Nature Notes from Skye
(and occasionally other places)
Sat 9 Oct 2004
Walked along the Peat Road to Loch Sneosdal in North Trotternish. The route has been splattered with footpath signposts since I was last there, but it's still a nice walk. Quite a few moorland flowers are still out, but I was mainly interested in the fungi, it being that time of year. There turned out to be an enormous variety of fungi, so I concentrated on those that I thought I'd have the best chance of identifying.
The day was dry and the later part of the afternoon was sunny. In fact around 4 pm I lay back in the heather and drifted off to sleep with the warm sun on my face, to the sound of a small waterfall.
The glory of the moorland at the moment is this Scarlet Waxcap or Hygrocybe coccinea. They are common in areas of short sheep-grazed turf. The picture on the left below shows what they look like when they get a bit older.
On the right above is a very wet and sticky waxcap known as Hygrocybe chlorophana. It grows in similar places to the red one but was not so numerous.
The left-hand picture shows one of these with a double stem. The middle picture shows what they look like when they're weathered a bit, and the right-hand picture shows a couple removed from the middle group to reveal that the bits which were hidden under the caps of others remained yellow while the exposed bits weathered to white.
Impossible to get a decent picture of this mushroom in situ. It is either Hygrocybe pratensis var pallida, or Hygrocybe virginea var virginea. It wouldn't give a spore print. Only found it in one place, on sheepy turf.
This Earth-tongue was in mossy grass, with heather and rocks nearby. It is probably a species of Trichoglossum but could be a Geoglossum or Thuemenidium. Close by was the only puffball seen all day, a Blackish Puffball (Lycoperdon nigrescens), which has opened to release the brown spores.
This is Stropharia semiglobata which also has dark brown spores. First picture in situ, others not. The caps were hanging half-off, as shown, the stems having split so that part remained attached to the cap and part not. The gills are free from the stem, even where it was still attached. Growing in sheep turf.
Smoky Spindles (Clavaria fumosa) growing through a the winter leaf-rosette of a thistle.
This mushroom was not found on the grassy turf like most of the others, but always in Sphagnum. A walk across the heathery bits would produce plenty of these, and virtually no other kind. They may be a Mycena species. The flat unstriped top is very distinctive. Whitish-grey ones were more frequent than brown.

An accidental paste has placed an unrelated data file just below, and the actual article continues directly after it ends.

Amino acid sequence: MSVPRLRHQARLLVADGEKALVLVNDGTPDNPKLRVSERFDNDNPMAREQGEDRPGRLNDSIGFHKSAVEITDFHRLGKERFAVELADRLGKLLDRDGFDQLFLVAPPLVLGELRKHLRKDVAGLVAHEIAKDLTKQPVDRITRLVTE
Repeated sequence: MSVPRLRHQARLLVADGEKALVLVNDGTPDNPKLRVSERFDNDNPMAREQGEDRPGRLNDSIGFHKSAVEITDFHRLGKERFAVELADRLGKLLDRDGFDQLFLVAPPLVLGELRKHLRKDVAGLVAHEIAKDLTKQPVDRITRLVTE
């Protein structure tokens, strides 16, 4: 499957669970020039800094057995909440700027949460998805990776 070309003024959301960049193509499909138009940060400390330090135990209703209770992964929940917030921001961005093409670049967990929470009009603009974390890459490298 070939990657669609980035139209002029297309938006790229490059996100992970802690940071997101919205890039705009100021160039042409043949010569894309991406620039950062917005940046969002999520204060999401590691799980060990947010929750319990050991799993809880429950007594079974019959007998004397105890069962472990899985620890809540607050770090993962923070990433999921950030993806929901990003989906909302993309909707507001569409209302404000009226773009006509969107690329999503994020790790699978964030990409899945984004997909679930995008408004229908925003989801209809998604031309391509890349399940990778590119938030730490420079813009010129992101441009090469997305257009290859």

Final fungus for the day is this white stick which could just be the stem of some mushroom that has lost its cap, but it had the feel of being something along the lines of a Clavaria, and it seems to match Clavaria vermicularis, known as White Spindles, quite well. Among moss, grass and clover in a heathy area.
The middle picture is a gall on Wild Thyme caused by the mite Aceria thomasi. On the right is a chrysalis found deep inside the heather. The chrysalis itself looks fairly normal but it was partly covered in this white substance like dried foam. This may be a species of Entomophthora, a Zygomycete fungus that is parasitic on insects. Thanks to Brian Gale for this suggestion.
In one place, with grazed grass and a few boulders, not far from the loch, there were a great many of these small black insects, both walking over the rocks and flying from place to place. I think they may be the St Mark's Fly (Bibio marci) or something similar. This group of 3 walked for some distance in this fashion, the female in front, with a male on top of her, dragging another male backwards behind them. Not sure if dragging is the right word, as all three were actively walking. Whether any were trying to escape rather than trying to co-operate was hard to judge. It could be that the female and the rear male were copulating and the other male was trying to replace the rear one, but it looked more like a team effort than a struggle to my ignorant eye. Anyone got any ideas?
Other than the St Mark's Flies there were few insects around, but the shiny black fruit of the Crowberry will help to feed the few moorland birds that remain in the winter when all the insects have gone. This unseasonal Lousewort flower was a surprise. Also found a few flowers on the Yellow Saxifrage.
There was a Dipper at the loch edge, later seen (if the same bird) in a burn that flows from the loch. The most exciting part of the day came when, driving back in the dusk, I saw what could only have been two Short-eared Owls. There wasn't enough light to be sure, but there really isn't anything else they could have been. This species seems to have been absent from Skye in recent years, although they used to be regular. They are nomadic and go wherever the voles are plentiful, and vole numbers fluctuate greatly on Skye; there have been a few about this year. Of course it is migration time so the birds' presence doesn't necessarily mean anything, but still it is encouraging.
All photos and other content copyright © Carl Farmer